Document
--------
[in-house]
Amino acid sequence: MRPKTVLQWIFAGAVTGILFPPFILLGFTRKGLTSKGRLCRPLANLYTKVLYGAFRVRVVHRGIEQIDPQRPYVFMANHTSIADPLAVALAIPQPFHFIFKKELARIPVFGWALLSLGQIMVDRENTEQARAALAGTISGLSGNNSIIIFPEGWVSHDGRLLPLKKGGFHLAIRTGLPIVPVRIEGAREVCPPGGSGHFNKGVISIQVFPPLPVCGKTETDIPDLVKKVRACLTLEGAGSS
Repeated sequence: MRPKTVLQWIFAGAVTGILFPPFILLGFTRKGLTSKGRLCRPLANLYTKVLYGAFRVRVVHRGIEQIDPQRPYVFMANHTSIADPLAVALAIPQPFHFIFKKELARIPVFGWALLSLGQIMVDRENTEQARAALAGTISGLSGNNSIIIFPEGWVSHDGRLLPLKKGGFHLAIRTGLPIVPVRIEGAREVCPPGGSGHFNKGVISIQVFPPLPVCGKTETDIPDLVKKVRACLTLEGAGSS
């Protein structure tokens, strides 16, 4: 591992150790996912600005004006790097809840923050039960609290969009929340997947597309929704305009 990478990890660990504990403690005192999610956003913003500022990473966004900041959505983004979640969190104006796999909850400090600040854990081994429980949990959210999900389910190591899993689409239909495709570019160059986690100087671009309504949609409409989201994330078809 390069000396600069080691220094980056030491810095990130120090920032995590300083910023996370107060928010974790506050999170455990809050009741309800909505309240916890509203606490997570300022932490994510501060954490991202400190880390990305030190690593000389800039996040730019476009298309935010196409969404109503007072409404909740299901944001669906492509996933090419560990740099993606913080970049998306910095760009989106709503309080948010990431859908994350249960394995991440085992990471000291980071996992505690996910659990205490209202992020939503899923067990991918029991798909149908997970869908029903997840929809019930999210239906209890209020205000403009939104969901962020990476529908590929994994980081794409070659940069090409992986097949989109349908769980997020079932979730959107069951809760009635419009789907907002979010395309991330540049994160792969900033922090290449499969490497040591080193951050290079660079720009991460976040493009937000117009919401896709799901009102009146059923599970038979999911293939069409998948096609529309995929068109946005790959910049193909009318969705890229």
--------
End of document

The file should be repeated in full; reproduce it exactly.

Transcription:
[in-house]
Amino acid sequence: MRPKTVLQWIFAGAVTGILFPPFILLGFTRKGLTSKGRLCRPLANLYTKVLYGAFRVRVVHRGIEQIDPQRPYVFMANHTSIADPLAVALAIPQPFHFIFKKELARIPVFGWALLSLGQIMVDRENTEQARAALAGTISGLSGNNSIIIFPEGWVSHDGRLLPLKKGGFHLAIRTGLPIVPVRIEGAREVCPPGGSGHFNKGVISIQVFPPLPVCGKTETDIPDLVKKVRACLTLEGAGSS
Repeated sequence: MRPKTVLQWIFAGAVTGILFPPFILLGFTRKGLTSKGRLCRPLANLYTKVLYGAFRVRVVHRGIEQIDPQRPYVFMANHTSIADPLAVALAIPQPFHFIFKKELARIPVFGWALLSLGQIMVDRENTEQARAALAGTISGLSGNNSIIIFPEGWVSHDGRLLPLKKGGFHLAIRTGLPIVPVRIEGAREVCPPGGSGHFNKGVISIQVFPPLPVCGKTETDIPDLVKKVRACLTLEGAGSS
């Protein structure tokens, strides 16, 4: 591992150790996912600005004006790097809840923050039960609290969009929340997947597309929704305009 990478990890660990504990403690005192999610956003913003500022990473966004900041959505983004979640969190104006796999909850400090600040854990081994429980949990959210999900389910190591899993689409239909495709570019160059986690100087671009309504949609409409989201994330078809 390069000396600069080691220094980056030491810095990130120090920032995590300083910023996370107060928010974790506050999170455990809050009741309800909505309240916890509203606490997570300022932490994510501060954490991202400190880390990305030190690593000389800039996040730019476009298309935010196409969404109503007072409404909740299901944001669906492509996933090419560990740099993606913080970049998306910095760009989106709503309080948010990431859908994350249960394995991440085992990471000291980071996992505690996910659990205490209202992020939503899923067990991918029991798909149908997970869908029903997840929809019930999210239906209890209020205000403009939104969901962020990476529908590929994994980081794409070659940069090409992986097949989109349908769980997020079932979730959107069951809760009635419009789907907002979010395309991330540049994160792969900033922090290449499969490497040591080193951050290079660079720009991460976040493009937000117009919401896709799901009102009146059923599970038979999911293939069409998948096609529309995929068109946005790959910049193909009318969705890229």